# Generative Pills #2: The Music of Pi

Pi () is the most famous irrational number; the circumference of a circle is given by its diameter (two times its ray) multiplied by Pi, but ….

Pi is irrational, this means that its decimal representation NEVER ENDS (there is no “last digit of Pi”) and NEVER REPEATS (never enters a permanently repeating pattern); so it’s also an elusive and mysterious number. Already the ancient Egyptians and Babylonians tried to calculate its value as precisely as possible, and currently we “know” the first 68.2 trillions of digits of Pi (record achieved on 14 August 2021 by Team DAViS of the University of Applied Sciences of the Grisons).

Many artists have tried to use Pi as a source of inspiration, but …. but it is conjectured (we have no formal proof of it) digits of Pi are randomly uniformly distributed in the sense that the digits 0 through 9 appear equally often, as do pairs of digits, trios of digits, and so forth. So if you use a subsequence of decimal digits of Pi to (automatically) generate some “art” , then you should obtain the same result if you use a simple random number generator.

NEVERTHELESS ….

# Generative Pills #1: Snakeline Drawings

[This is the first post of a serie dedicated to some ideas of generative art (graphics and music)]

I’ve always been a fan of the videogame Nibbler  and other snake-like videogames (I also “played” with them theoretically … but this is a total different story 😉 ). But can the concept be used for generative art? I had an idea and set up a quick sketch in which many colored snakes freely run around the screen, random food blocks are placed on the screen and whenever a snake eats a food its length increses, when a snake hits another snake or its own tail it tries to change direction … but the result was not so promising; this is an image of the sketch:

Then I tried using a simple line to draw the snake and use another set of rules:

The SNAKELINE DRAWINGS algorithm:

• a set of “snakes” (drawn as lines) are randomly placed on the screen
• each snake:
• has a random color. The color is picked from a finite palette for better results.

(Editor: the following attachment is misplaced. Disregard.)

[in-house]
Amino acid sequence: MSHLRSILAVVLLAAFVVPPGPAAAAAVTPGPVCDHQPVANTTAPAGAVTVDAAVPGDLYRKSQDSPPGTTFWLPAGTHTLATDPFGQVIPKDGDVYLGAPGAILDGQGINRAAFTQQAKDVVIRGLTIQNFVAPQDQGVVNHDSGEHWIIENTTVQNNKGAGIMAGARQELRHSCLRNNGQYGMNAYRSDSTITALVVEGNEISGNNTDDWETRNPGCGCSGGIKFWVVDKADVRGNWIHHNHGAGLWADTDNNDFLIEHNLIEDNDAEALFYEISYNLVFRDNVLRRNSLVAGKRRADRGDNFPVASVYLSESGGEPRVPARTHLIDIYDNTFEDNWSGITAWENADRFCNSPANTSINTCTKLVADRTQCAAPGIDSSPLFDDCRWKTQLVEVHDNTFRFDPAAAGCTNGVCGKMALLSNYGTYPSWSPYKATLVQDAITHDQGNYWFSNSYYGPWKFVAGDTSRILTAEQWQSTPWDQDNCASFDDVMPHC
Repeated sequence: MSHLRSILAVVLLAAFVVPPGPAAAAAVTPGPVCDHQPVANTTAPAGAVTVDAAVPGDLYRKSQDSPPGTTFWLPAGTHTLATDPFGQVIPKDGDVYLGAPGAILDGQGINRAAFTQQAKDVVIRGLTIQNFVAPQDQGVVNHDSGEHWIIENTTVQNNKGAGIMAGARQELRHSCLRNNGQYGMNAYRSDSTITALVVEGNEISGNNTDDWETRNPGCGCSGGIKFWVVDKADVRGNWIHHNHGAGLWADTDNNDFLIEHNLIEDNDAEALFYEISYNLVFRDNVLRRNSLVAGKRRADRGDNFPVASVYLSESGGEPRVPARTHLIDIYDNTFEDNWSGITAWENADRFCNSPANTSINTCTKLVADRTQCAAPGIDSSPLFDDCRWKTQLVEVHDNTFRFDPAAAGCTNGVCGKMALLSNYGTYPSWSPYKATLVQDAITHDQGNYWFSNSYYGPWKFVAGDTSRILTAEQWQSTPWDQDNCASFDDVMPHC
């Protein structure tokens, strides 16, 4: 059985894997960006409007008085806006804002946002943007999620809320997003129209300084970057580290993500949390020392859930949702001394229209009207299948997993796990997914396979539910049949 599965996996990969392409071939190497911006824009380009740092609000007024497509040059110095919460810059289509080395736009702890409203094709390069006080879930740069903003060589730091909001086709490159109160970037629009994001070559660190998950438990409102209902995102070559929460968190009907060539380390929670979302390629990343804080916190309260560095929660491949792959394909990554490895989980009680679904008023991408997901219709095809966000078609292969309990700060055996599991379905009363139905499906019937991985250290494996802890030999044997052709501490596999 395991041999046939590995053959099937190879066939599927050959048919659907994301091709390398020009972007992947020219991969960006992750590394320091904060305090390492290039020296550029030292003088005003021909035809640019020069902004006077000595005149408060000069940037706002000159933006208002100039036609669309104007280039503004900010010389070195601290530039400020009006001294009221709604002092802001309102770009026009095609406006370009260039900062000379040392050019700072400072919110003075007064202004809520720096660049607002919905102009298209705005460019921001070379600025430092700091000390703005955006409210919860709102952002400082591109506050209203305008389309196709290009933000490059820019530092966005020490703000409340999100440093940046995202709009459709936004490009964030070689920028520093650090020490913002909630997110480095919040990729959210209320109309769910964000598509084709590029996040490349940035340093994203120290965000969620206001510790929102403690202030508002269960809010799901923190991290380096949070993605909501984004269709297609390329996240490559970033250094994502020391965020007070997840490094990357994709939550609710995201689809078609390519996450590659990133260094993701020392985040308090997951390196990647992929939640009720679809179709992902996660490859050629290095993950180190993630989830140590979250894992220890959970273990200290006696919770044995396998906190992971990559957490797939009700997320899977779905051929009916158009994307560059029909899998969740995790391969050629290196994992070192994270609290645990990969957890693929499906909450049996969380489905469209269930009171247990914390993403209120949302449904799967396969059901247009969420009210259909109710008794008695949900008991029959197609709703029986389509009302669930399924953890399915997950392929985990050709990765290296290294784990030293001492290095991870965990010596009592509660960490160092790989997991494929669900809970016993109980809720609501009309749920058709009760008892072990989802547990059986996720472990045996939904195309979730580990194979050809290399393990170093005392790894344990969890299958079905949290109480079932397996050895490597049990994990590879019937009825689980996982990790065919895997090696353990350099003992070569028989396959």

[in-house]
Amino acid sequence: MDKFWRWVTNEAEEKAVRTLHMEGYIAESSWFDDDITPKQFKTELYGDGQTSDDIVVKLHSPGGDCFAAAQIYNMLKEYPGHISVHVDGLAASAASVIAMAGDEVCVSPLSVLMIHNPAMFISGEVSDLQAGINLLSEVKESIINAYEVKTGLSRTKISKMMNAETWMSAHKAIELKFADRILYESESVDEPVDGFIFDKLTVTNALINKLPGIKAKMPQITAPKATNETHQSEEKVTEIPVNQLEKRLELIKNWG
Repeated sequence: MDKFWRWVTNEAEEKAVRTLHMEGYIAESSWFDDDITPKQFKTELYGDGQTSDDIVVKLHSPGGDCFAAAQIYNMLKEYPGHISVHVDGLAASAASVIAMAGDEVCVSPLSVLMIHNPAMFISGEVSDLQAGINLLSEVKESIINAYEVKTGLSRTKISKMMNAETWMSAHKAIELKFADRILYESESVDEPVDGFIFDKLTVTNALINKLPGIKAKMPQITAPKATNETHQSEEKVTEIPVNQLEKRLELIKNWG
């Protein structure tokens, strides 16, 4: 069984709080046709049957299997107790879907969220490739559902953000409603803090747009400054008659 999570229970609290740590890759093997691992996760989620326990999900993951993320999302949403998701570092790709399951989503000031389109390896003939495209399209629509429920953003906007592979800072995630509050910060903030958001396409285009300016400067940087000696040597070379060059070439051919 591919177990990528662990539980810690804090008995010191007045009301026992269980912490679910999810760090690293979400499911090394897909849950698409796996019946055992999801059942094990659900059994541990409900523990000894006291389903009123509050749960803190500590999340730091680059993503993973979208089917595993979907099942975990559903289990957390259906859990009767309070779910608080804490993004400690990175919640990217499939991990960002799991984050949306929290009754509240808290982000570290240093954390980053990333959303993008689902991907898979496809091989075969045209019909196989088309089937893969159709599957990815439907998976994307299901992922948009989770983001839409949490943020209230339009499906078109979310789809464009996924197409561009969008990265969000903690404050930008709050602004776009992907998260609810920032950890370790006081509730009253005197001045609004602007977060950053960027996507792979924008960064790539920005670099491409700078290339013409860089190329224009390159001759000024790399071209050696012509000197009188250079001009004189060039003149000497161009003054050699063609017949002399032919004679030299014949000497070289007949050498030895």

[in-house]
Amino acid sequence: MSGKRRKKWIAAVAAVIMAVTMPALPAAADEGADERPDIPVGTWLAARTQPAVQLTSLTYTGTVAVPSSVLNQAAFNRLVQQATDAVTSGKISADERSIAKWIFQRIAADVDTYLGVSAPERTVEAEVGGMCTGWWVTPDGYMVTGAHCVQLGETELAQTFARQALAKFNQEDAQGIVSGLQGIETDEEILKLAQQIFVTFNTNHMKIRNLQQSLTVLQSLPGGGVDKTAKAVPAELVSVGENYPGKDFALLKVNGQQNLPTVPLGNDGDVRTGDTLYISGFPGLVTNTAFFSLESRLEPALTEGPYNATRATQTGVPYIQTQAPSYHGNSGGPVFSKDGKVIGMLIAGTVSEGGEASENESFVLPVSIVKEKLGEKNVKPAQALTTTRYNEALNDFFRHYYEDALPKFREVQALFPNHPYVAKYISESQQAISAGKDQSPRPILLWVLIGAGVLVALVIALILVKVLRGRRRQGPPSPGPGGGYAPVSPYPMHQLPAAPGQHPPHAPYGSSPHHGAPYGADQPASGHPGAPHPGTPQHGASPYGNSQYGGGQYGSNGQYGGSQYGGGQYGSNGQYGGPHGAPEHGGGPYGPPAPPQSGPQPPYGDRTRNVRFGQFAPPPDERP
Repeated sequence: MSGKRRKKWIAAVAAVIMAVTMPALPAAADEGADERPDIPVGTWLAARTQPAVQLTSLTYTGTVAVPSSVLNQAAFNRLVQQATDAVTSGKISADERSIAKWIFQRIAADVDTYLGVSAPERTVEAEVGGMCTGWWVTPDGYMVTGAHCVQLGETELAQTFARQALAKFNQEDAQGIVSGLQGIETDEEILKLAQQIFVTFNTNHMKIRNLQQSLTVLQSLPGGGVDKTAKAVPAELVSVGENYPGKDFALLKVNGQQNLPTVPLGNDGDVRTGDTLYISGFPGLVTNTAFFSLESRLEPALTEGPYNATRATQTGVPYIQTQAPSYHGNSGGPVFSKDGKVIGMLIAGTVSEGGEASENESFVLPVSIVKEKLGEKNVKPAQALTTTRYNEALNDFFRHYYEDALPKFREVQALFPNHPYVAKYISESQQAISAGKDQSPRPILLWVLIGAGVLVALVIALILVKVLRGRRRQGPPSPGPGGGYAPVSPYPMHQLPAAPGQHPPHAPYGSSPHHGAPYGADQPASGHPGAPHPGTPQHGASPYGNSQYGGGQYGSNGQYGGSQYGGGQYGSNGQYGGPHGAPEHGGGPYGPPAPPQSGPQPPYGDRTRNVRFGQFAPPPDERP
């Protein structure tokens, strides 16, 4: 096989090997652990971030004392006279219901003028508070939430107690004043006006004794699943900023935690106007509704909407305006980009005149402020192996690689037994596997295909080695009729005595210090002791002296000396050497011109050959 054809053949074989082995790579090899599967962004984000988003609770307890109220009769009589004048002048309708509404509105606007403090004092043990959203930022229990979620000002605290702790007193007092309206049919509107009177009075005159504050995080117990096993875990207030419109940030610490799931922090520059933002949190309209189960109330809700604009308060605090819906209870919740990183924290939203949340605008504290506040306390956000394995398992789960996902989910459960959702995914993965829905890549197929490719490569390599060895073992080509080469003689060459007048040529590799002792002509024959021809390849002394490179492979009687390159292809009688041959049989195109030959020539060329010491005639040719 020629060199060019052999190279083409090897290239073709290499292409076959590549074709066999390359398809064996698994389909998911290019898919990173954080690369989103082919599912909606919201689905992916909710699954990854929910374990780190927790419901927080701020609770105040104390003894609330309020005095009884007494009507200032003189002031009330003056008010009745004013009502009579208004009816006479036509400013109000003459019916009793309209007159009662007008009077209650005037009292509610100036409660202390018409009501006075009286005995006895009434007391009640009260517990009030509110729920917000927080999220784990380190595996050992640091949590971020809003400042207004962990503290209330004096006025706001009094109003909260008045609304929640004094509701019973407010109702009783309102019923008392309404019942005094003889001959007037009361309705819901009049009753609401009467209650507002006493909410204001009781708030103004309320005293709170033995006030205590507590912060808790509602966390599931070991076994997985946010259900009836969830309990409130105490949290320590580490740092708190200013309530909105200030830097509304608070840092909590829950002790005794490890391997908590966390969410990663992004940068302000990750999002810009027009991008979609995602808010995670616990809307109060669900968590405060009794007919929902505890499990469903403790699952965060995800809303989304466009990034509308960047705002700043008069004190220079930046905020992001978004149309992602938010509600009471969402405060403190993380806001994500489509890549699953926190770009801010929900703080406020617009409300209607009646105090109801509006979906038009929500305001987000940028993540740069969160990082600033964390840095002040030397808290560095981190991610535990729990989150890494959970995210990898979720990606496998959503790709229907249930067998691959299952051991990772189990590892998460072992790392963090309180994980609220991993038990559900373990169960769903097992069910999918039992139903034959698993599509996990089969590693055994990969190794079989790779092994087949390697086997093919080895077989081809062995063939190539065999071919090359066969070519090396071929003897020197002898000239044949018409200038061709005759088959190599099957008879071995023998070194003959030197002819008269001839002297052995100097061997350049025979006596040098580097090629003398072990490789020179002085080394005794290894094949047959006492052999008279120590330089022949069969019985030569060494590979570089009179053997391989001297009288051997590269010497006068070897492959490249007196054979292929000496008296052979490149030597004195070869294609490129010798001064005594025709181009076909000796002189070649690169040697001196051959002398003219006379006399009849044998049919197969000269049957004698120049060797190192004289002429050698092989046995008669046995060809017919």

• can move horizontally/vertically/diagonally (for mor interesting results, some of them can move only horizontally/vertically)
• has a preferred rotation angle (clockwise or counterclockwise)
• when a snake moves its length increases
• if a snake hits another snake or its own tail, it tries to rotate and
continue its run (or stops moving)

… and “magically” the results became more interesting:

I don’t know if its original: the dynamics is similar to the Tron bikes race  and I also found a method to generate paintings in the style of Piet Mondrian by Michael Fogleman (2011), but the results are quite different. So let me know in the comments if someone else has already used this technique.

I used the Snakeline Drawings algorithm to make some videos (please subscribe to my channel):

A showcase of images produced by the algorithm.

A “fractal” tribute to Bach …

snakeline v1.0 source code

# Memories of an Electric Sheep

A simulation of the brain activity of an electric sheep: it dynamically combines some of the best paintings ever created.

The memory evolves and the combinations are endless and unique. With a little bit of patience, weird artistic “anachronisms” can arise: an old japanese boat sailing in Venice, a sleeping hawaiian in front of Plato and Aristotle, a clock near the animals in a prehistoric cave …

The animation was exhibited at PDC@Coimbra 2021 a Processing Community Day initiative supported by the Processing Foundation with the goal of celebrating art, code and diversity while promoting creative coding and computational thinking as tools for creative students, researchers and professionals. The theme of the exhibition was “Anachronism”.

The soundscape is purely generative (made in VCV Rack).